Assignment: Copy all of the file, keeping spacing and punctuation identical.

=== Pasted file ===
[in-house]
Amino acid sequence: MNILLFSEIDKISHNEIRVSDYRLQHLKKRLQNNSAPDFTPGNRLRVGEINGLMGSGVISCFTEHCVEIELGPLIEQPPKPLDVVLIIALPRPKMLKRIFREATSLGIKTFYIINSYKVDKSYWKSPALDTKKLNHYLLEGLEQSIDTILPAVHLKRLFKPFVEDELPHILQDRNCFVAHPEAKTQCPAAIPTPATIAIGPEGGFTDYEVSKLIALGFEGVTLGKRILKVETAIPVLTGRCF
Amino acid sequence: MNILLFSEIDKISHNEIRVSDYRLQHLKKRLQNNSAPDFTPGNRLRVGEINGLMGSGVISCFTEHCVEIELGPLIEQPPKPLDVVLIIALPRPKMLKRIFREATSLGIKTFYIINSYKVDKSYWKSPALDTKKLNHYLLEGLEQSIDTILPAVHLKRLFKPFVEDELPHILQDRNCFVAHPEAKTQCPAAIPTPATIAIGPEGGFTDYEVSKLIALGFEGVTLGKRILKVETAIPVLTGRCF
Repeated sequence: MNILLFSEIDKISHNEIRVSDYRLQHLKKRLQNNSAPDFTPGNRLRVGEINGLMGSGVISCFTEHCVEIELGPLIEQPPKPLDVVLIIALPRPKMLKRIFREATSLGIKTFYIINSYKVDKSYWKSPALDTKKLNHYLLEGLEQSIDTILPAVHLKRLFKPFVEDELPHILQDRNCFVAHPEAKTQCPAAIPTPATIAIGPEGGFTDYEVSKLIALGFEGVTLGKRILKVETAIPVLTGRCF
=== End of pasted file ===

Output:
[in-house]
Amino acid sequence: MNILLFSEIDKISHNEIRVSDYRLQHLKKRLQNNSAPDFTPGNRLRVGEINGLMGSGVISCFTEHCVEIELGPLIEQPPKPLDVVLIIALPRPKMLKRIFREATSLGIKTFYIINSYKVDKSYWKSPALDTKKLNHYLLEGLEQSIDTILPAVHLKRLFKPFVEDELPHILQDRNCFVAHPEAKTQCPAAIPTPATIAIGPEGGFTDYEVSKLIALGFEGVTLGKRILKVETAIPVLTGRCF
Amino acid sequence: MNILLFSEIDKISHNEIRVSDYRLQHLKKRLQNNSAPDFTPGNRLRVGEINGLMGSGVISCFTEHCVEIELGPLIEQPPKPLDVVLIIALPRPKMLKRIFREATSLGIKTFYIINSYKVDKSYWKSPALDTKKLNHYLLEGLEQSIDTILPAVHLKRLFKPFVEDELPHILQDRNCFVAHPEAKTQCPAAIPTPATIAIGPEGGFTDYEVSKLIALGFEGVTLGKRILKVETAIPVLTGRCF
Repeated sequence: MNILLFSEIDKISHNEIRVSDYRLQHLKKRLQNNSAPDFTPGNRLRVGEINGLMGSGVISCFTEHCVEIELGPLIEQPPKPLDVVLIIALPRPKMLKRIFREATSLGIKTFYIINSYKVDKSYWKSPALDTKKLNHYLLEGLEQSIDTILPAVHLKRLFKPFVEDELPHILQDRNCFVAHPEAKTQCPAAIPTPATIAIGPEGGFTDYEVSKLIALGFEGVTLGKRILKVETAIPVLTGRCF